Ask yourself some questions about how you make purchases and you will start to better understand that you aren’t wearing a stiletto while your customers are barefoot.  We are all walking along the same path in our ways of purchasing and it isn’t the same way that Dorothy walked in the Wizard of Oz.  And we don’t make our purchasing decisions by magically clicking our heels.

David Meerman Scott suggests the following five questions.

  1. In the last one to two months, either privately or professionally, have you answered a direct mail advertisement? (Average is  3 -4%)
  2. In the last one to two months, have you gone to mainstream media to research a product or service you wanted to buy? (Average is  22%)
  3. In the last one to two months, have you gone to the yellow pages? People laugh (Average is  less than 3)
  4. In the last one to two months, have you used Google or another search engine? (Average is  99-100%)
  5. In the last one to two months, have you tapped your online network about something you wanted to buy? (Average is  85%)

Marketing today is not wearing, or driving,  a pair of stilettos and getting noticed.  It is talking to your customers when they are ready to ask questions.   People don’t care if you are their local business or a larger company.   They respond to companies that make an effort to treat them the exact same way that they want to be treated.  So don’t run over your customers with your new stiletto motorcycle, or shout at them in the yellow pages, or force them to watch a flash video before they can find something on your website, or put more stuff in their mailbox and expect them to buy your product.  Communicate.  You will find your customers on the internet, on facebook, twitter etc.,  making purchases just like you do.

Check out the resources at the right under BLOGROLL to help you meet your customers on their turf.

What Type of BLIP are you?

A blip can be a spot on a radar screen or something relatively small or inconsequential within a larger context. Businesses today are blips of one type or another. They can be found by a customer on his or her radar screen, which is the internet, or they are lost in the larger context of the bombardment of images and words that hit people everyday. What used to work in the old marketing world is gone. Customers don’t want the screaming ads that annoy them, trap them, interrupt their leisure activity, or try to trick them. Businesses stuck on the old marketing tools will be a blip, but not the blip they hoped to be.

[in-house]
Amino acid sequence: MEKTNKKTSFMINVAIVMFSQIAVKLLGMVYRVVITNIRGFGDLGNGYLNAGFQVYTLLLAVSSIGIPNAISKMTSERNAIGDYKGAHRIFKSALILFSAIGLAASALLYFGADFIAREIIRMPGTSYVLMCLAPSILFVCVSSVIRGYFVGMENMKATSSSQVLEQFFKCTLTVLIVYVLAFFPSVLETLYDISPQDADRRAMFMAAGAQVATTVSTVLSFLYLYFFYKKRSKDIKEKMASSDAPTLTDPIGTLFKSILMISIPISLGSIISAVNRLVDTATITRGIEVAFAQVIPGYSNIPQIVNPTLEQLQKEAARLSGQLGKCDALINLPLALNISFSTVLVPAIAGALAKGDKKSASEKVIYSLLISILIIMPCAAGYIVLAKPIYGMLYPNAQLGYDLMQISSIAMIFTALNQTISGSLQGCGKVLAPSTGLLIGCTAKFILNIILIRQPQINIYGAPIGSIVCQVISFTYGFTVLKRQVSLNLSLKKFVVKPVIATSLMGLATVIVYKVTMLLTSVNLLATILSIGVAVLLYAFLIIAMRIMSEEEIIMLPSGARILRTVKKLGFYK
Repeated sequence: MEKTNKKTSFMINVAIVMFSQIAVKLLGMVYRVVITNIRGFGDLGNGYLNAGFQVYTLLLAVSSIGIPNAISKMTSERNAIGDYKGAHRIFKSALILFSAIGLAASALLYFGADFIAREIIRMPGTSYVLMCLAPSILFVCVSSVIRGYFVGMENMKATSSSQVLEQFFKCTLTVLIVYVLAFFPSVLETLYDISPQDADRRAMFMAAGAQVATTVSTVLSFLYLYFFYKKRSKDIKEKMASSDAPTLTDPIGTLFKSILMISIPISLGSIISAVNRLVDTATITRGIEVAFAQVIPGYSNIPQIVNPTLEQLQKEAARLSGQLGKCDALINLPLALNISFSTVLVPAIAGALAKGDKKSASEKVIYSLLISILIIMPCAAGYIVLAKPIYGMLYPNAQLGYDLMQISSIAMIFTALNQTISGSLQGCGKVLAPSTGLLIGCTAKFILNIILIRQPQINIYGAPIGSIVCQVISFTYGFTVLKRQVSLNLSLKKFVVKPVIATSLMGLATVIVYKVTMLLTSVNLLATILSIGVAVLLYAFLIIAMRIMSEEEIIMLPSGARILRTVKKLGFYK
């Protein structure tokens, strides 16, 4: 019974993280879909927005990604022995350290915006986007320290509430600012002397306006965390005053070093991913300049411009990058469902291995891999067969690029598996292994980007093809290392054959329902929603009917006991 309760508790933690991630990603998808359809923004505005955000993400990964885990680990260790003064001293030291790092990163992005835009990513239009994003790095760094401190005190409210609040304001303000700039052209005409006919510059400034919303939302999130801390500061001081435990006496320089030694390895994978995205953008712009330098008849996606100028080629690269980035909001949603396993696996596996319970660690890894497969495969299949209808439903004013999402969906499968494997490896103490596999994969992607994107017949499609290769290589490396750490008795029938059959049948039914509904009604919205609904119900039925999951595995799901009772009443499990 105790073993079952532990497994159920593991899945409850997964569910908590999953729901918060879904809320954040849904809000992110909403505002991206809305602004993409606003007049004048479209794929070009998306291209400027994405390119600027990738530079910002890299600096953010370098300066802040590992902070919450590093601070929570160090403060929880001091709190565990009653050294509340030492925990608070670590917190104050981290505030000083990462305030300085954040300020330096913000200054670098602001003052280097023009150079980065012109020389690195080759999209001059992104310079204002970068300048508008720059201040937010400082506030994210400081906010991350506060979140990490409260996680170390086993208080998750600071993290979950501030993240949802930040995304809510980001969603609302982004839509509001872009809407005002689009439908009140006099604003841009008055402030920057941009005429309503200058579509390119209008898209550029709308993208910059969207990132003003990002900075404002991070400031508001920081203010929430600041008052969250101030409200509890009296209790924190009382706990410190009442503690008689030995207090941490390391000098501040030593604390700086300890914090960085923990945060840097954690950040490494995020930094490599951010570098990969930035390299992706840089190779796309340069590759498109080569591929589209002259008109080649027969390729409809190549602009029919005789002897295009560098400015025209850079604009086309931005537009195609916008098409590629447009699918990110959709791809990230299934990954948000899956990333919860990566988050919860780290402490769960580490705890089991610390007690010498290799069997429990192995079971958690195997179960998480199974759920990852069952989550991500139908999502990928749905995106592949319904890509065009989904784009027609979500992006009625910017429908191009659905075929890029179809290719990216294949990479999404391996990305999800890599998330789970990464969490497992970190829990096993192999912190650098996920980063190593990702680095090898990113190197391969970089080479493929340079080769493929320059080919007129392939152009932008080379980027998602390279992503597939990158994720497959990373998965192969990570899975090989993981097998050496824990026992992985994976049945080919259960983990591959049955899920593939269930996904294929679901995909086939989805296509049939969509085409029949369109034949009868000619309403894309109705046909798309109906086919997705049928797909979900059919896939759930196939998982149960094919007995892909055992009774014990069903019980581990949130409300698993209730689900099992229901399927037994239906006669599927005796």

1. Today everyone has a radar screen. It is their computer connected to the internet. When a customer wants to do research they do it whenever they want, in front of their computer, IPad, phone or laptop, wherever they want. They do not have to wait until tomorrow to go ask a friend what they think of this or that brand. They go online, research the product or ask their social network and know it instantly.
2. Power to the people, as the old song goes, has become a reality. Anyone can find the information they are looking for. Companies that succeed in this market don’t shout and scream for attention, but give their customers the information they want. Information is power. People are loyal to companies that empower them.
3. Companies need to get out their radar screens and find out where their customers are doing their research. Gone are the days when you just put an ad in the paper, or purchased a bigger Yellow Page ad, or if you were really slick paid somebody to make you the coolest ego flattering web page in town and your customers found you. All companies have to know where their customers are and then give the customers what they want, when they want.

BlipBlog is here because the radar screen has also changed the world of marketing and put power in the hands of every business person, whether you are a CEO of a large company, or small business person trying to find your customers in a local area. BlipBlog is here to help you understand that the cutting edge of marketing is not found in the expensive offices of most marketing companies. Most of these companies were educated before the internet gave power to the people and they probably did not learn about the social networks in their graduate schools. The last thing most marketing companies want is for businesses to realize that the power has shifted into the hands of every business. After all who knows your customers better than you? So put up your radar screen and be a blipping good company.